Author Topic: Supreme Court Rules Police May Search A Home Without Obtaining A Warrant  (Read 178 times)

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Offline flowers

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If the most disturbing, if underreported, news from yesterday, was Obama's "modification" of NSA capabilities, which contrary to his earlier promises, was just granted even greater powers as phone recording will now be stored for even longer than previously, then this latest development from the Supreme Court - one which some could argue just voided the Fourth amendment - is even more shocking. RT reports that the US Supreme Court has ruled that police may search a home without obtaining a warrant despite the objection of one occupant if that occupant has been removed from the premises. With its 6 to 3 decision in Fernandez v. California on Tuesday, the Court sided with law enforcement’s ability to conduct warrantless searches after restricting police powers with its 2006 decision on a similar case.

From RT:

    In 2009, the Los Angeles Police Department sought suspect Walter Fernandez, believed to have stabbed someone in a violent gang robbery. When police first arrived at the suspect’s home, they heard yelling and screaming before Fernandez’s live-in girlfriend Roxanne Rojas answered the door, appearing “freshly bruised and bloody,” and with an infant in hand, according to argument recap by SCOTUSblog.


    Fernandez was spotted by police, and said, “Get out. I know my rights. You can’t come in.” Yet police arrested him on charges of domestic violence. Later, once Fernandez was out of the home, police asked Rojas for permission to conduct a search, which yielded evidence implicating Fernandez in the robbery.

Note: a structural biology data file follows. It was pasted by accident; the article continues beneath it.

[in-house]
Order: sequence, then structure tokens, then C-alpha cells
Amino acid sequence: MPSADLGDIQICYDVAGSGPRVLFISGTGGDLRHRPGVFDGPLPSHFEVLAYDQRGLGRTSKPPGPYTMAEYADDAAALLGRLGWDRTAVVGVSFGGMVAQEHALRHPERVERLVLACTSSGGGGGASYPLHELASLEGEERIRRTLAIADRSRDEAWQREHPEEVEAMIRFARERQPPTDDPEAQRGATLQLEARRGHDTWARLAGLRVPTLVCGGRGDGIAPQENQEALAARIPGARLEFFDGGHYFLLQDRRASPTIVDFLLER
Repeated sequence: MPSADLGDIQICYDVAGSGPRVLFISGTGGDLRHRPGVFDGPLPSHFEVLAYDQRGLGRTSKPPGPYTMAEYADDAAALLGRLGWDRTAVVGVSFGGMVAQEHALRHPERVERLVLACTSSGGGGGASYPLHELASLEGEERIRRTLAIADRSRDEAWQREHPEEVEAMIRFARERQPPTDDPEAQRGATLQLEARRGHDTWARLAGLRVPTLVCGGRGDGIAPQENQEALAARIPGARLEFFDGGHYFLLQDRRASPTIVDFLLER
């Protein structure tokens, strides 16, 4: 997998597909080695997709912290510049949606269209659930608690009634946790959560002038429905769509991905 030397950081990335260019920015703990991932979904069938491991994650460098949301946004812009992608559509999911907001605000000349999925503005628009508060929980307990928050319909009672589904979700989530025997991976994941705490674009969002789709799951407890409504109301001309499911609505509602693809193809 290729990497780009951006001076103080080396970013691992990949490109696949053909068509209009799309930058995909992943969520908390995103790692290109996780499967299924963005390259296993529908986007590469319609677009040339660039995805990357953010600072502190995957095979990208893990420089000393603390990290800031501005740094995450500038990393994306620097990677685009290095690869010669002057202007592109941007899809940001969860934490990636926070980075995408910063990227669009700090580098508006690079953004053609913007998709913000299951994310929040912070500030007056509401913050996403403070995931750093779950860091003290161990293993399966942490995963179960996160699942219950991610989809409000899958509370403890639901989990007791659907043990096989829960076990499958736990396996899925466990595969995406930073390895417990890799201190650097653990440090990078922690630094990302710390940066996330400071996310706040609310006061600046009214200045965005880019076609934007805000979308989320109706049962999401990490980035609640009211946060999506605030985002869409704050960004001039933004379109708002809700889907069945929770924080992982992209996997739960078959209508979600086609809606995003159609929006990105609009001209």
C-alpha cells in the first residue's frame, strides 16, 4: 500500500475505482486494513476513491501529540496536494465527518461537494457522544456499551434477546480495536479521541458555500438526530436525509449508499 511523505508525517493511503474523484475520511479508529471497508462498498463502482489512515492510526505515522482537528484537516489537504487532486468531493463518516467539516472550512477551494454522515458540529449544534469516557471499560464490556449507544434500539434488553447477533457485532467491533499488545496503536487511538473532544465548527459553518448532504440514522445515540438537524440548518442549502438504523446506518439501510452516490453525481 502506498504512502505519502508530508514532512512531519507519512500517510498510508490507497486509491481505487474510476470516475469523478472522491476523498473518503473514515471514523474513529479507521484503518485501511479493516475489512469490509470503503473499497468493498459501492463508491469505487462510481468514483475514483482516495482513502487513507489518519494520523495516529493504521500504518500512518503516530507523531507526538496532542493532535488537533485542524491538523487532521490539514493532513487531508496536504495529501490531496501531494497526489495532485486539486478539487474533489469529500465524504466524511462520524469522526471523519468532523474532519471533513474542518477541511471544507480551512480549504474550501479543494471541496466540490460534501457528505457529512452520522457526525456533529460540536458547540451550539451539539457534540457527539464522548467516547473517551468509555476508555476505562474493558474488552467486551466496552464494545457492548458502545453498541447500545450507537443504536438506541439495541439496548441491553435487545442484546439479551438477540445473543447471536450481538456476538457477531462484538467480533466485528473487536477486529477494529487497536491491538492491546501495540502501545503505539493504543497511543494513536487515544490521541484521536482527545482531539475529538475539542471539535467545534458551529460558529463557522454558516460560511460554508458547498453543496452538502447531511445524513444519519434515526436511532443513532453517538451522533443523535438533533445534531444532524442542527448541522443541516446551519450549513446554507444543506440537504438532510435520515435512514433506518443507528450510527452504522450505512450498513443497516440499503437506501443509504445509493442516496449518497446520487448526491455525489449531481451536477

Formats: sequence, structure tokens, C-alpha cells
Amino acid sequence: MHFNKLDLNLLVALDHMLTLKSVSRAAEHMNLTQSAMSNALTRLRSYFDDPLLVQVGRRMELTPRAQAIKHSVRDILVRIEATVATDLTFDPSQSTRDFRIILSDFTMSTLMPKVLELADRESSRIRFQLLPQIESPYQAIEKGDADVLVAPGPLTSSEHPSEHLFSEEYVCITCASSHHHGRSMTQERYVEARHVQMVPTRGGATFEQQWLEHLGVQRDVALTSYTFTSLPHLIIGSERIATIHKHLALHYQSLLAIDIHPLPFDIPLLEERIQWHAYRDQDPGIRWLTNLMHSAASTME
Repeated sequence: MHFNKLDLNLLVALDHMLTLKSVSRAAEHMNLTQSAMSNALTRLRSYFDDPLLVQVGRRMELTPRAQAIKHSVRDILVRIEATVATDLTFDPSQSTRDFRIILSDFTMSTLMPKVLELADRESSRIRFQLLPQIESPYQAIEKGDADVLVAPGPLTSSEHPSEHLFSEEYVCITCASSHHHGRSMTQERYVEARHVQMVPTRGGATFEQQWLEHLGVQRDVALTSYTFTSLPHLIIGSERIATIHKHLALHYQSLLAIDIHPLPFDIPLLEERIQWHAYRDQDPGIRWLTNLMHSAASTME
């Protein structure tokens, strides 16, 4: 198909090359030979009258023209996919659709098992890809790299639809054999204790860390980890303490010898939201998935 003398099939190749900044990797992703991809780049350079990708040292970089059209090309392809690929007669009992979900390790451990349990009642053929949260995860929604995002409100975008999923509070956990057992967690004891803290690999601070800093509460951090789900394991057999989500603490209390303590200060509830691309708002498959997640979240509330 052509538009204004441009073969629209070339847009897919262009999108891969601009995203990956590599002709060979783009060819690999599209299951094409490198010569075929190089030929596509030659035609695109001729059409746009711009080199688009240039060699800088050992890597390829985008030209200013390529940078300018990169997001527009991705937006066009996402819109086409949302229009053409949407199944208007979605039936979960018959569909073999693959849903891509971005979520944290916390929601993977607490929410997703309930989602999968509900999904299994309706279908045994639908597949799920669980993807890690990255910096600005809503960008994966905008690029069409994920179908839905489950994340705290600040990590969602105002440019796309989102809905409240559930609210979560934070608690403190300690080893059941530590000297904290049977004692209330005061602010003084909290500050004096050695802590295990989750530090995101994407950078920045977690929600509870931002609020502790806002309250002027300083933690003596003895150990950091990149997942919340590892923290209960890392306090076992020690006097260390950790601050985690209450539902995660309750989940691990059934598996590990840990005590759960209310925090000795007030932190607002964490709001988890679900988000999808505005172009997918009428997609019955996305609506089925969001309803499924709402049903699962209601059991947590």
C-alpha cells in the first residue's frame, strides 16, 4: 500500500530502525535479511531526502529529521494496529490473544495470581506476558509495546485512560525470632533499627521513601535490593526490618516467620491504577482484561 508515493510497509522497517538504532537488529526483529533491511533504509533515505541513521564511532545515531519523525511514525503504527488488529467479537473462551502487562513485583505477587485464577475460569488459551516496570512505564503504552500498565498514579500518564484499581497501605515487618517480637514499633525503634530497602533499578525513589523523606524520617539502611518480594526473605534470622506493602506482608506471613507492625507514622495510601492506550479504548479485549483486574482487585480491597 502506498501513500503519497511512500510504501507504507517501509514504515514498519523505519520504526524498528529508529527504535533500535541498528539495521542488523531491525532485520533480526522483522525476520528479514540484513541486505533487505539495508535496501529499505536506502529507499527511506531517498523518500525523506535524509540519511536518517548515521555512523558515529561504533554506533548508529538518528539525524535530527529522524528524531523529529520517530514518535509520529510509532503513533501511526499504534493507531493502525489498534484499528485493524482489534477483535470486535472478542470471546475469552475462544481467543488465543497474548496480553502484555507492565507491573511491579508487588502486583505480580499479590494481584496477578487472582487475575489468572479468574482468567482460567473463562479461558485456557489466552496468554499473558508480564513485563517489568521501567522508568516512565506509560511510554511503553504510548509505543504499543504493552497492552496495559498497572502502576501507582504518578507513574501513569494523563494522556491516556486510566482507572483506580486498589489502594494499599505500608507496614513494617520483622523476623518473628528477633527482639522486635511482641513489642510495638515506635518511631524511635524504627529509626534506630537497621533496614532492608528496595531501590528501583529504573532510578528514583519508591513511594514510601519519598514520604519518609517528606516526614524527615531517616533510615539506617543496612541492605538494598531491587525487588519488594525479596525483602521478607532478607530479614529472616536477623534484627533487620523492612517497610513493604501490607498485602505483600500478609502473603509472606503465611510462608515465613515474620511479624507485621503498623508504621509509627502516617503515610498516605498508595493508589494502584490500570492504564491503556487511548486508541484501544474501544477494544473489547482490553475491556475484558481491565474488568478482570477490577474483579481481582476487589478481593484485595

Probable cause or probable loss of all civil rights?

    The Court’s decision justified the police actions, with Justice Samuel Alito writing the majority’s position.


    “A warrantless consent search is reasonable and thus consistent with the Fourth Amendment irrespective of the availability of a warrant,” Alito wrote.

Offline Gazoo

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Supreme Court Rules Police May Search A Home Without Obtaining A Warrant

 9999what 9999what
"The Tea Party has a right to feel cheated.

When does the Republican Party, put in the majority by the Tea Party, plan to honor its commitment to halt the growth of the Federal monolith and bring the budget back into balance"?

Offline truth_seeker

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This is a question if the evidence (product) of the questionable search can be used to convict the perp of the other crime--the one they came about in the first place (stabbing of somebody).

Looks like probable cause to me.


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